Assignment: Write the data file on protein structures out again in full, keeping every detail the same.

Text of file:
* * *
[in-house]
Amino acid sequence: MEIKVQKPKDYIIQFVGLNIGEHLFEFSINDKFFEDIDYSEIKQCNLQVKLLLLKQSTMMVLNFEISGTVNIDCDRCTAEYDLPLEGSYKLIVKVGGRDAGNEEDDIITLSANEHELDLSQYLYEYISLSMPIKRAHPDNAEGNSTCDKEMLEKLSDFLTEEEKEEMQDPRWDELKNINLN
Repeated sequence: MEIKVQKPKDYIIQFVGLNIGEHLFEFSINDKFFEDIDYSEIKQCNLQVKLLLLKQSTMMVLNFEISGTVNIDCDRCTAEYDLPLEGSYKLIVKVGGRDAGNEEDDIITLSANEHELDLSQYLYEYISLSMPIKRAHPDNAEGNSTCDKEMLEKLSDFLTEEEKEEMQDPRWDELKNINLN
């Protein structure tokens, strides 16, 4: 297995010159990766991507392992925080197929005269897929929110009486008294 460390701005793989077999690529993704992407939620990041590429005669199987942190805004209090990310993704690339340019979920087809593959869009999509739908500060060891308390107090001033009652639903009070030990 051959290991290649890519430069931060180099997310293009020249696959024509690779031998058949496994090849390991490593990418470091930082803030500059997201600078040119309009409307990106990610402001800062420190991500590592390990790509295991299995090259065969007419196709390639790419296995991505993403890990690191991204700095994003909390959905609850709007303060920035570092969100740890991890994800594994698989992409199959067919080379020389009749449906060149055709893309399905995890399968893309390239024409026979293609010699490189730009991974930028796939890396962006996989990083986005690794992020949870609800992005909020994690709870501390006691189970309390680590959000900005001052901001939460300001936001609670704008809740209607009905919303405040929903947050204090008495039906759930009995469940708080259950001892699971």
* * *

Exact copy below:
[in-house]
Amino acid sequence: MEIKVQKPKDYIIQFVGLNIGEHLFEFSINDKFFEDIDYSEIKQCNLQVKLLLLKQSTMMVLNFEISGTVNIDCDRCTAEYDLPLEGSYKLIVKVGGRDAGNEEDDIITLSANEHELDLSQYLYEYISLSMPIKRAHPDNAEGNSTCDKEMLEKLSDFLTEEEKEEMQDPRWDELKNINLN
Repeated sequence: MEIKVQKPKDYIIQFVGLNIGEHLFEFSINDKFFEDIDYSEIKQCNLQVKLLLLKQSTMMVLNFEISGTVNIDCDRCTAEYDLPLEGSYKLIVKVGGRDAGNEEDDIITLSANEHELDLSQYLYEYISLSMPIKRAHPDNAEGNSTCDKEMLEKLSDFLTEEEKEEMQDPRWDELKNINLN
């Protein structure tokens, strides 16, 4: 297995010159990766991507392992925080197929005269897929929110009486008294 460390701005793989077999690529993704992407939620990041590429005669199987942190805004209090990310993704690339340019979920087809593959869009999509739908500060060891308390107090001033009652639903009070030990 051959290991290649890519430069931060180099997310293009020249696959024509690779031998058949496994090849390991490593990418470091930082803030500059997201600078040119309009409307990106990610402001800062420190991500590592390990790509295991299995090259065969007419196709390639790419296995991505993403890990690191991204700095994003909390959905609850709007303060920035570092969100740890991890994800594994698989992409199959067919080379020389009749449906060149055709893309399905995890399968893309390239024409026979293609010699490189730009991974930028796939890396962006996989990083986005690794992020949870609800992005909020994690709870501390006691189970309390680590959000900005001052901001939460300001936001609670704008809740209607009905919303405040929903947050204090008495039906759930009995469940708080259950001892699971």